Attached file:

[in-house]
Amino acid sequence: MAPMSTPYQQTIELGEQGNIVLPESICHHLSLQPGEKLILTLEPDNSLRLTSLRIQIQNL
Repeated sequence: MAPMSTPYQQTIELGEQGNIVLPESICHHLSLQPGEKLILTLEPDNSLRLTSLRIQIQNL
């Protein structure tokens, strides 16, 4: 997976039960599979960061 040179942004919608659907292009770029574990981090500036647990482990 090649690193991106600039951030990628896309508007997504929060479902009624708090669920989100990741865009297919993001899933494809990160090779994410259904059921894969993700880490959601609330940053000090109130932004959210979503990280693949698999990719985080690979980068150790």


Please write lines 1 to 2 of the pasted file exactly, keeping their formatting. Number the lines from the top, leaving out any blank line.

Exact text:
[in-house]
Amino acid sequence: MAPMSTPYQQTIELGEQGNIVLPESICHHLSLQPGEKLILTLEPDNSLRLTSLRIQIQNL